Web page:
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I have got the sound of legends in my head- Axon

The producer. Heyo Axon in studio with singer John Blaq. PHOTOS /COURTESY

Master craft:  Producer Axon is the mastermind behind club bangers such as John Blaq’s Tip, Sheebah’s Boy fire and Fik Fameica’s Lov Lov.  The budding producer talks fame, talent and the industry.

Axon, is that your real name?

Axon is a name I gave myself. There are those names your parents give you and there are those names you give yourself. So, the names my parents gave me are Geoffrey Mukwaya.  Axon is the one I wanted as an individual.

Tell me about yourself.

Axon is a music producer as well as a sound engineer who works at BramBram records.

You currently have some of the maddest bangers on the charts, give me a glimpse into what led to all this.

Professionally, production started in 2019. I was in Naalya and that is where I set up my first studio. That’s where the journey started. I had artistes such as Chenkobe, Denesi, Lamu, among others. From Naalya, I moved to Najjera and worked with the Bantu Vibes for a solid two years and now I am here (in Ntinda, BramBram records)

In the process of moving to Najjera, I met Selector Jeff. Tip was already out but he jumped on the remix and I started working with him on the different artiste projects.

We made a song with Fameica, we made one with Sheebah and I made another one with John Blaq again after Tip, and that was the journey if I am to summarise it for you. We are now at BramBram records where I work fulltime.

Before that were you independent?

Yes, I was.

What led you to sign with a record label?

BramBram is Axon and Axon is BramBram. Bram means brother. So, we started BramBram with K Derrick and team members such as Twaha, who is my manager and runs the place, among others. We have many artistes under our label such as Billy Yung, Genesis, Chenkobe. You will get to hear some of the music we are working on.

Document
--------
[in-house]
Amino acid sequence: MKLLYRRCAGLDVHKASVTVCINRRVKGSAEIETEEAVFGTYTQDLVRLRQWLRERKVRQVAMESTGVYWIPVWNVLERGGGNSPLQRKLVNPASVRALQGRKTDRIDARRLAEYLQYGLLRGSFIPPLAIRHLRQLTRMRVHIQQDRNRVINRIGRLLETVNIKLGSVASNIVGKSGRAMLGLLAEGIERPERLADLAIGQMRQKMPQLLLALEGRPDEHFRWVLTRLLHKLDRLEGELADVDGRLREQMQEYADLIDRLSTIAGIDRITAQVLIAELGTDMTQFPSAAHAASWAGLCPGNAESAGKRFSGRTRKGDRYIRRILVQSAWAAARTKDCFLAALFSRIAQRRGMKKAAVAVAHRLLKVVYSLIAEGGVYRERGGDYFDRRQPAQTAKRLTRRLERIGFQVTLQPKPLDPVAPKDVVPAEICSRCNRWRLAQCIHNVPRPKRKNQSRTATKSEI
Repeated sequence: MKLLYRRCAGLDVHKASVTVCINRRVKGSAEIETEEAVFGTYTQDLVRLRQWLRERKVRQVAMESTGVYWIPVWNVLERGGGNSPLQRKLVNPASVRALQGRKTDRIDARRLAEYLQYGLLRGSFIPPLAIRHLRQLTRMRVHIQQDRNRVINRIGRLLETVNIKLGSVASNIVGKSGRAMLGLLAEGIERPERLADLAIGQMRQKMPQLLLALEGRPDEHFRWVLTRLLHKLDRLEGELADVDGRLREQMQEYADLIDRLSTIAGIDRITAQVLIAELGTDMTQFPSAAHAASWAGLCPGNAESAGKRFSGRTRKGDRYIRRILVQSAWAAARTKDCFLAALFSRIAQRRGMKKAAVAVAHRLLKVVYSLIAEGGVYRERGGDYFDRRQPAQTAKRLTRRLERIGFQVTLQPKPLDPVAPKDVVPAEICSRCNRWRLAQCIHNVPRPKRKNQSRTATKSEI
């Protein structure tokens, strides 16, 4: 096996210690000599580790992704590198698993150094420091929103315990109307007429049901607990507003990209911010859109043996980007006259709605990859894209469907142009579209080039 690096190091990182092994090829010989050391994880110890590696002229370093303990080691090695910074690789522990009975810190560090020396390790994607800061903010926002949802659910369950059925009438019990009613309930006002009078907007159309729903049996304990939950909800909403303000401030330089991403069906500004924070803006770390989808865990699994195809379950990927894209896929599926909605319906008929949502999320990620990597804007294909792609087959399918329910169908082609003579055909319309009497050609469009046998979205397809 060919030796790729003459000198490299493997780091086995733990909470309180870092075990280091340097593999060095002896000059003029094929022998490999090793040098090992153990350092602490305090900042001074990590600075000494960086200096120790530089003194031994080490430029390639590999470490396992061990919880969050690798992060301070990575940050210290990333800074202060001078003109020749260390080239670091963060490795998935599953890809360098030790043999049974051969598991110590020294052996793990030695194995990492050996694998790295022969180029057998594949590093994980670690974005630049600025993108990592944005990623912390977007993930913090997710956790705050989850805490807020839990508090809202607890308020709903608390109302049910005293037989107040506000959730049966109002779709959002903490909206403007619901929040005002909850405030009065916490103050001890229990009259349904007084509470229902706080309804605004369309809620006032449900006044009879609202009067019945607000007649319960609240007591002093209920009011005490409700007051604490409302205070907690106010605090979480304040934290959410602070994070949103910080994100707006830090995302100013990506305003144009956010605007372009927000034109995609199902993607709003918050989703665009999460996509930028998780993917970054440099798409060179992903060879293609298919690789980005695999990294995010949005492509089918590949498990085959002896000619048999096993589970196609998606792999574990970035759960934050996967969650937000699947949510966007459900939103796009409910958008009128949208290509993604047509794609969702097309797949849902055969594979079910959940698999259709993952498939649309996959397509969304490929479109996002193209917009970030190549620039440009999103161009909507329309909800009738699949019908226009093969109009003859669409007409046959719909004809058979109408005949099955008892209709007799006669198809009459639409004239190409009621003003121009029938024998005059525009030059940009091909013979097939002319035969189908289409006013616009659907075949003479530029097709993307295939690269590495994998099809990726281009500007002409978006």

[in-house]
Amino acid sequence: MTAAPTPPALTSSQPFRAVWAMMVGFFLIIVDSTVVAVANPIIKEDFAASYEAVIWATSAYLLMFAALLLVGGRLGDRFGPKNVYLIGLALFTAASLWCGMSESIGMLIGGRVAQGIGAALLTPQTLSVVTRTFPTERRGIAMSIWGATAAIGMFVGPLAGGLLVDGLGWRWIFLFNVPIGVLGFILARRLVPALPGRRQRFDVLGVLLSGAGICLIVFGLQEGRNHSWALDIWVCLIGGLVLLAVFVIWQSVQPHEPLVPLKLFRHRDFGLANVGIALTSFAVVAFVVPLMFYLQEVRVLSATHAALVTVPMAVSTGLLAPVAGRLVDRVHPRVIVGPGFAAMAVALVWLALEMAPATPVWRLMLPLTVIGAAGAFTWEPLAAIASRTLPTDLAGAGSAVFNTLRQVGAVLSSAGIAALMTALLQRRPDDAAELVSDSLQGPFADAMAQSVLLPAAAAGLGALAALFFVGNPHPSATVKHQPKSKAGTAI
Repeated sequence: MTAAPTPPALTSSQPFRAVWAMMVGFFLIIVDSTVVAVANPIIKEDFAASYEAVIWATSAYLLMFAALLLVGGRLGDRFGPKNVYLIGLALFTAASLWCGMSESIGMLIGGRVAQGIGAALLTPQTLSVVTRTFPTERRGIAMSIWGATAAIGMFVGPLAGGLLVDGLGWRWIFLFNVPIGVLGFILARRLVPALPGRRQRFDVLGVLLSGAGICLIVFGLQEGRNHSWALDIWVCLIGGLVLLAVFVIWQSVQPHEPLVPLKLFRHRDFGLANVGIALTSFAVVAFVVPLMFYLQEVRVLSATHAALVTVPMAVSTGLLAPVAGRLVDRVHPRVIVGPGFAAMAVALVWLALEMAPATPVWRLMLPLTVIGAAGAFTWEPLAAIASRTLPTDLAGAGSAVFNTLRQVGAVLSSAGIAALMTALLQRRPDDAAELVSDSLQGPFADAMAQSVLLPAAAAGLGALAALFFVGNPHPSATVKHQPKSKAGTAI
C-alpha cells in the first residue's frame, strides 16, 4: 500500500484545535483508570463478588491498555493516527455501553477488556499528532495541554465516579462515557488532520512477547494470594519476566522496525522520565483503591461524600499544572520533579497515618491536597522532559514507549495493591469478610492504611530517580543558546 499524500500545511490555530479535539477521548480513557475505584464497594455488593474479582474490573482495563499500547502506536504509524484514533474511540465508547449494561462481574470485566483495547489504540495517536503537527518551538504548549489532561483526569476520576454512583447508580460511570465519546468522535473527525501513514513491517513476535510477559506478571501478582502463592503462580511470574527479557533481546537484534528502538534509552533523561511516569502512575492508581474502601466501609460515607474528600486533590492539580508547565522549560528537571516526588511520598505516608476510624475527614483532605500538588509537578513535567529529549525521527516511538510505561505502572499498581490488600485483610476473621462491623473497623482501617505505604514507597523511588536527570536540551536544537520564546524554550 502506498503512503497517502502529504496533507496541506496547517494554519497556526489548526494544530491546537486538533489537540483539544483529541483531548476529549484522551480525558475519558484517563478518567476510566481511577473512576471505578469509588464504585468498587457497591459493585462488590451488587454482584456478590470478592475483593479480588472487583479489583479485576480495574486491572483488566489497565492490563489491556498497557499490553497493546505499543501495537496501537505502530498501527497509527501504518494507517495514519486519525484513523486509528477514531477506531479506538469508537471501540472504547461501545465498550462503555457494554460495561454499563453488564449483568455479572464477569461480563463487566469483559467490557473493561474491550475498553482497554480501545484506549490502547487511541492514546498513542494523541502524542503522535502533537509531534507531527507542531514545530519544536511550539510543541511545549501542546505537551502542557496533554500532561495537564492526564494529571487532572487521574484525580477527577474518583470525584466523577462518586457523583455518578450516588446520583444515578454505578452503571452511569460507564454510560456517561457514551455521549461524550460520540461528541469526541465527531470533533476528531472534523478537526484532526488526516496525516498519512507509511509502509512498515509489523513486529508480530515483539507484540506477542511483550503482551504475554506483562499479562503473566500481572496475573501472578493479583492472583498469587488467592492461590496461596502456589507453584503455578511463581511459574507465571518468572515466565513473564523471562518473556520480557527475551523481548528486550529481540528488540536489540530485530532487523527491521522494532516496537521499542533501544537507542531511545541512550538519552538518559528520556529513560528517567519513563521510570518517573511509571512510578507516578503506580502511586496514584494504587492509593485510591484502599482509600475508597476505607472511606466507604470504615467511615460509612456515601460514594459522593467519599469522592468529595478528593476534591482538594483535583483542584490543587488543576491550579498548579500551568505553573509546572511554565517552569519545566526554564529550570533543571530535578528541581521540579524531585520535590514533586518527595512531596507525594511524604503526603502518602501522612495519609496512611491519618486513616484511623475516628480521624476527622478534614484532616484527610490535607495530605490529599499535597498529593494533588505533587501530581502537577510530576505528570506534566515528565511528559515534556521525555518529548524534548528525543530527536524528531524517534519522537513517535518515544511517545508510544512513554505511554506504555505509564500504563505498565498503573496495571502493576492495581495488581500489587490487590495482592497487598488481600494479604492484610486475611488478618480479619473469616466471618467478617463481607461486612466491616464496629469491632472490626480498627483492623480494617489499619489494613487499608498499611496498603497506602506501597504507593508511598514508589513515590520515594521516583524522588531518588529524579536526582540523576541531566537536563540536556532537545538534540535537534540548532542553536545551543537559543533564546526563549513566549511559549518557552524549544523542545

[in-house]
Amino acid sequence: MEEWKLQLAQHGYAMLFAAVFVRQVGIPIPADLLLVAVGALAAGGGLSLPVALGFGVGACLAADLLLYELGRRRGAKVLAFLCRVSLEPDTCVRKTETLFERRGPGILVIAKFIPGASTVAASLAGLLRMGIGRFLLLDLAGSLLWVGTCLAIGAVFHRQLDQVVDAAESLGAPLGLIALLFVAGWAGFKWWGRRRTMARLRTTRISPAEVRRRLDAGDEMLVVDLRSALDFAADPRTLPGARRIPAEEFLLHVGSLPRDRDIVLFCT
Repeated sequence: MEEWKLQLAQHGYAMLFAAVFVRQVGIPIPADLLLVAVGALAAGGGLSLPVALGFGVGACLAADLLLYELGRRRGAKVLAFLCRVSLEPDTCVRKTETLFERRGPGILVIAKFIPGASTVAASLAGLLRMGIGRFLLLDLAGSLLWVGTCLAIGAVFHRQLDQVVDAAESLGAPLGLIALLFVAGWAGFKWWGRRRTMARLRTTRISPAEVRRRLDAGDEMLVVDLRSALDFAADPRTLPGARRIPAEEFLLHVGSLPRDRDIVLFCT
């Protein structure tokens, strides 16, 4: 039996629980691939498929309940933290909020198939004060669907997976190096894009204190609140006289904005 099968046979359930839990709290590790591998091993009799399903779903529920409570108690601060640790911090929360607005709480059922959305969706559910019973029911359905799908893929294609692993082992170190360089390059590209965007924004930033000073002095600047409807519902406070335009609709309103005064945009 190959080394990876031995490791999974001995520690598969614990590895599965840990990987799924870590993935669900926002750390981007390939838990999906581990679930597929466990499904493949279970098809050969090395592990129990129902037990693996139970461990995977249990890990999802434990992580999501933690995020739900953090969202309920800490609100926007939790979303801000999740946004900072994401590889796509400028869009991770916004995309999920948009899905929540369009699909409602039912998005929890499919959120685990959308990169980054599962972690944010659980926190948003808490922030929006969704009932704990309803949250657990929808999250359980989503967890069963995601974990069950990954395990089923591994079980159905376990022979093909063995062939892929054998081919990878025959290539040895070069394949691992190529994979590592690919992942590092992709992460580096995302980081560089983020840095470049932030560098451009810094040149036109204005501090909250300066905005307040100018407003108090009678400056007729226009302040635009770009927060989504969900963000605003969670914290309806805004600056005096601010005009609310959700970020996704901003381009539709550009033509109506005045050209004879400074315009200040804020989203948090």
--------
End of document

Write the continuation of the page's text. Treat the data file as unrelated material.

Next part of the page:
So, it is safe to say that you are not just signed to the label like the public has been saying but, you are a partner as well?

Let the public say what it wants to say and this is an issue I do not want to discuss even in the media. In the end, the public is always going to have its own opinion. It is not good to explain oneself, but a few people will always know the truth.

What influences led you into the world of production?

I am not inspired by any one individual. When I was young. My mom played a lot of Philly Bongoley Lutaaya music and various reggae and ragga sounds. Those were the days of radio cassettes and tapes but it was mainly the cassettes that had the magic.

I grew up listening to sounds such as Elly Wamala, Philly Bongoley, Maddox and the like. With time, I started picking inspiration from producers such as King Jammy; I am sure you don’t know him but you know most of his sound because he was behind the sound of Chaka Demus and Pliers in Murder she wrote. That kind of sound.

In my high school, I was listening to a lot of Popcaan, I got to realise his producer Nuttnice was behind guys such as Vybz Kartel. So, as I got to dig deeper and pick inspiration from such characters. It is like all these legends are in my head.

Have any of these inspired your current “signature” style?

My signature sound is inspired by my soul and spirit. As much as I pick my inspiration from different people, I do not sound like them. People are different, they have their own souls and spirits. I am inspired by different people, but at the end of the day, I must channel this inspiration into my own craft.

What does it take to get to the place where one is producing high quality sounds and being of repute? Where is the magic, is it in the equipment?

It’s like the concept of driving. If a person is a terrible driver, however, new or safe the car is, they will crash. I used to take many people to my first studio and they were surprised I was doing monstrous bangers such as Tip from there. In my mind, I knew that regardless of the equipment I owned, I had to work. There are thousands of people with better equipment but without quality sound. Ambush me and take me to the US right now, without my computer, without anything. I will still give you the same work.

Secondly, if you are a producer, it has everything to do with passion. A producer should go to studio and produce everyday like any other person goes to their job or office. Wizkid records every day, he created magic with Tems way back before he even released the album but look at what the song is doing to the people.

What are your prospects?